Operation Askari

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Operation Askari
Part of the South African Border War
Location Angola
Operation Askari is located in Angola
Xangongo
Xangongo
Quiteve
Quiteve
Cahama
Cahama
Cuvelai
Cuvelai
Techamutete
Techamutete
Lunada
Lunada
Operation Askari (Angola)
Objective Disrupt the logistical support and command & control capabilities of PLAN in order to suppress a large-scale incursion into South West Africa planned for January 1984.
Date 8 December 1983 – 13 January 1984

Operation Askari was a military operation during 1983 in Angola by the South African Defence Force (SADF) during the South African Border War and Angolan Civil War.

Background[edit]

Operation Askari, launched on 6 December 1983, was the SADF's sixth large-scale cross-border operation into Angola and was intended to disrupt the logistical support and command & control capabilities of People's Liberation Army of Namibia (PLAN) the military wing of the South West Africa People's Organisation SWAPO, in order to suppress a large-scale incursion into South West Africa that was planned for the beginning of 1984. The People's Armed Forces for the Liberation of Angola (FAPLA) of the People's Movement for the Liberation of Angola (MPLA), the Angolan governing party, were targeted during this mission as PLAN bases were close to FAPLA bases and had been used as a place of refuge during SADF operations.

Planning[edit]

Operation Askari was planned to begin on 9 November 1983 but was postponed for one month because the South African government was conducting talks with African leaders.[1]:Ch5 The operation would instead begin on 9 December with four phases planned. The first phase involved placing special forces teams around Lubango, operating to gather intelligence for an SAAF attack known as Operation Klinker on 29 December, against a PLAN training base outside that town.[1]:Ch5 Phase two consisted of reconnaissance, probing and attacks on the Angolan towns of Cahama, Mulondo and Cuvelai to force the FAPLA and PLAN troops to flee the towns during mid December to mid January.[1]:Ch5 Phase three was the domination of the area of concern by the SADF.[1]:Ch5 And the final phase, halting any infiltration of PLAN units through the area dominated into SWA/Namibia.[1]:Ch5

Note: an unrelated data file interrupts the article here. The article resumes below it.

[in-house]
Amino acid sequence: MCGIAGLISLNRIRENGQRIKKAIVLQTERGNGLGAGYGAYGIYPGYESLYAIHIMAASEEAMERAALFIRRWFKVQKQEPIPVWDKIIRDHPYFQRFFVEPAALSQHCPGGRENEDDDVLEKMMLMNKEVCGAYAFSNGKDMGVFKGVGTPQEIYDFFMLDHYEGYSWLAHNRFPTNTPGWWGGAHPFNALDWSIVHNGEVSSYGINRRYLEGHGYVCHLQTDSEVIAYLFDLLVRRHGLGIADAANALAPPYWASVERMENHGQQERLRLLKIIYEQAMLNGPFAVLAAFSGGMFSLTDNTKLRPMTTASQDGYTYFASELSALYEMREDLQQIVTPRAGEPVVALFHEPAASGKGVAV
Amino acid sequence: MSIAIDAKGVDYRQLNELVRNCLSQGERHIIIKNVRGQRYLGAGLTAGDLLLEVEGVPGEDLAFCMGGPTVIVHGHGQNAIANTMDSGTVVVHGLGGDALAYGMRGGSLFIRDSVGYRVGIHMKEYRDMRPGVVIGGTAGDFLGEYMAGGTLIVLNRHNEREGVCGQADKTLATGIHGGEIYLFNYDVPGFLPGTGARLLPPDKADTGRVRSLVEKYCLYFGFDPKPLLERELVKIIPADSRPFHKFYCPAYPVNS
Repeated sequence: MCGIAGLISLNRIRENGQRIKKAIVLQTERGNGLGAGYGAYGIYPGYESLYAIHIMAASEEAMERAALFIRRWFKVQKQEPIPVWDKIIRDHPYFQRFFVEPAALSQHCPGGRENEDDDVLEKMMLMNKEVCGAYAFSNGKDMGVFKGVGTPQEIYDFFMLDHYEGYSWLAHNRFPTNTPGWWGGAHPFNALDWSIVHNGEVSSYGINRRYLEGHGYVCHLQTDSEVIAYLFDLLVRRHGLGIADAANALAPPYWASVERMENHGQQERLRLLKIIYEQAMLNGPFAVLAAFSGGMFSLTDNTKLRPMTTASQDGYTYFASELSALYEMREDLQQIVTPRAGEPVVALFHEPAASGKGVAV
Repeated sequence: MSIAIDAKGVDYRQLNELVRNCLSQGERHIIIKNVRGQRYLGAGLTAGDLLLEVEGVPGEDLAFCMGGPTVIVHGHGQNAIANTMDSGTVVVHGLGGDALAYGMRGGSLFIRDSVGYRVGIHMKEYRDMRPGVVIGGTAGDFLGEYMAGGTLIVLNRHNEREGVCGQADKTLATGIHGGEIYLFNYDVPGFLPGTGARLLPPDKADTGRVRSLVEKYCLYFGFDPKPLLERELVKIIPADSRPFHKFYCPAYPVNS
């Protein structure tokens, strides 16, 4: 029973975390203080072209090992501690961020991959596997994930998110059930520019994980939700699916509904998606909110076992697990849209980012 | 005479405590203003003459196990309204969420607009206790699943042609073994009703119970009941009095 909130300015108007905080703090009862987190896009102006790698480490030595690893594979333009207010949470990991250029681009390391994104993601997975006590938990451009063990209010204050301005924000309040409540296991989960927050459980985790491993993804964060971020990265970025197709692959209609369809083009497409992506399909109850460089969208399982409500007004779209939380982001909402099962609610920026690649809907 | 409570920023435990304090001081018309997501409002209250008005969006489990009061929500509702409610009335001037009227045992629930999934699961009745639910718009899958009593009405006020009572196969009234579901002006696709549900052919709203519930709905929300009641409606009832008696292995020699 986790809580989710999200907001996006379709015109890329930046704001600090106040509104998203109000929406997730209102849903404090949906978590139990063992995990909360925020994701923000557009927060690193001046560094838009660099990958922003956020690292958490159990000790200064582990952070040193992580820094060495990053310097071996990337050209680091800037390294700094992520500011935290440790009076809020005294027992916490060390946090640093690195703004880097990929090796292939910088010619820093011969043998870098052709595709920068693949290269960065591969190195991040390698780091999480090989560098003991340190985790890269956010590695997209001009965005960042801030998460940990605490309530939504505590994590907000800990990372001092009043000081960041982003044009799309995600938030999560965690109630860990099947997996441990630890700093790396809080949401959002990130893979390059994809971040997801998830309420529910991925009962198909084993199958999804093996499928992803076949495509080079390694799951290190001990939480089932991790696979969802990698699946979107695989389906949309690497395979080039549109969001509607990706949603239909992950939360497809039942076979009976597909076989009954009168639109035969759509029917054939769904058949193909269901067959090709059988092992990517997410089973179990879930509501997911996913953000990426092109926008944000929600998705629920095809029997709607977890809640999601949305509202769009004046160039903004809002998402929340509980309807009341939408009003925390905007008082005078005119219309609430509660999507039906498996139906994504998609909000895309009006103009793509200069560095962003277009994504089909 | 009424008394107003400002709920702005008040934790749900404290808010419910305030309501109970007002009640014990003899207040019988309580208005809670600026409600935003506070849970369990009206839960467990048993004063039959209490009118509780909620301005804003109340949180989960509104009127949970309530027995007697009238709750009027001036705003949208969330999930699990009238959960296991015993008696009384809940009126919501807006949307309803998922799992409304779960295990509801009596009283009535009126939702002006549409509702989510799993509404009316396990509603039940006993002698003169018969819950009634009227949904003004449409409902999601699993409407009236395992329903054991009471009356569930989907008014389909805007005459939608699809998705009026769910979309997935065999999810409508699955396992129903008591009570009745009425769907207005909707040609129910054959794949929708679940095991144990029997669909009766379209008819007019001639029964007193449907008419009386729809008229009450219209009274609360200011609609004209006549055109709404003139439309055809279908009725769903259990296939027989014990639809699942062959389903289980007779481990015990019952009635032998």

Order of Battle[edit]

Eland-90 armoured car. Askari marked its final deployment in Angola with the SADF.
FAPLA 9K31 Strela-1 captured at Cuvelai during Askari.

South African and South West Africa Territorial forces[edit]

[1]:Ch5[2]:165

Operation commander - Brigadier Joep Joubert

Task Force X-Ray - Commandant Gert van Zyl / Commandant Ep van Lill / Commandant Welgemoed

  • three mechanized companies - 61 Mechanised Battalion (plus 4 SAI and 8 SAI)
  • one armoured car squadron – 1 SSB - Ratel 90
  • two troops MRL – Valkiri MRLS
  • one G-4 155mm battery
  • one G-2 140mm battery
  • two Ystervark 20mm AA battery

Task Force Victor - Commandant Faan Greyling

  • one mechanized company - 1 SAI
  • one mechanized company - Regiment Groot Karoo / Regiment de la Rey
  • one Eland-90 armoured car squadron - Regiment Mooirivier / Regiment Molopo
  • one G-2 140mm battery
  • one troop MRL – 4 SAI - Valkiri MRLS
  • two anti-aircraft troops

Task Force Echo-Victor - Commandant Eddie Viljoen

Task Force Tango

  • one mechanized company - 4 SAI
  • one armoured car squadron - 1 & 2 Special Service Battalion
  • one troop 140mm G-2 artillery – 2 SAI

Combat Team Manie

  • four platoons motorized infantry - 202 Battalion
  • two platoons motorized infantry - 7 SAI
  • one armoured car squadron
  • one 81mm mortar platoon

FAPLA/SWAPO forces[edit]

Cahama

  • 2nd Brigade
  • Cuban battalion
  • PLAN Western HQ

Mulondo

  • 19th Brigade

Cuvelai

  • 11 Brigade
  • two Cuban battalions
  • PLAN's Moscow, Alpha and Bravo battalions

Caiundo

  • 53rd Brigade

Battles[edit]

Battle of Quiteve[edit]

The objective for the towns of Quiteve and Mulondo was again to conduct a probe of the towns defence's by ground forces, attacking it by artillery and by aircraft, in doing so intimidating the FAPLA forces into fleeing the town.[3]:5 Task Force X-Ray left Xangongo on 11 December with its first target at Quiteve which was taken on 12 December without much fighting as FAPLA had fled the town.[2]:169 Two FAPLA tanks had been sent south from Mulondo towards Quiteve but they attacked by SAAF Mirages destroying one, the other retreated.[2]:169 Task Force X-Ray then moved south west to Cahama.[2]:169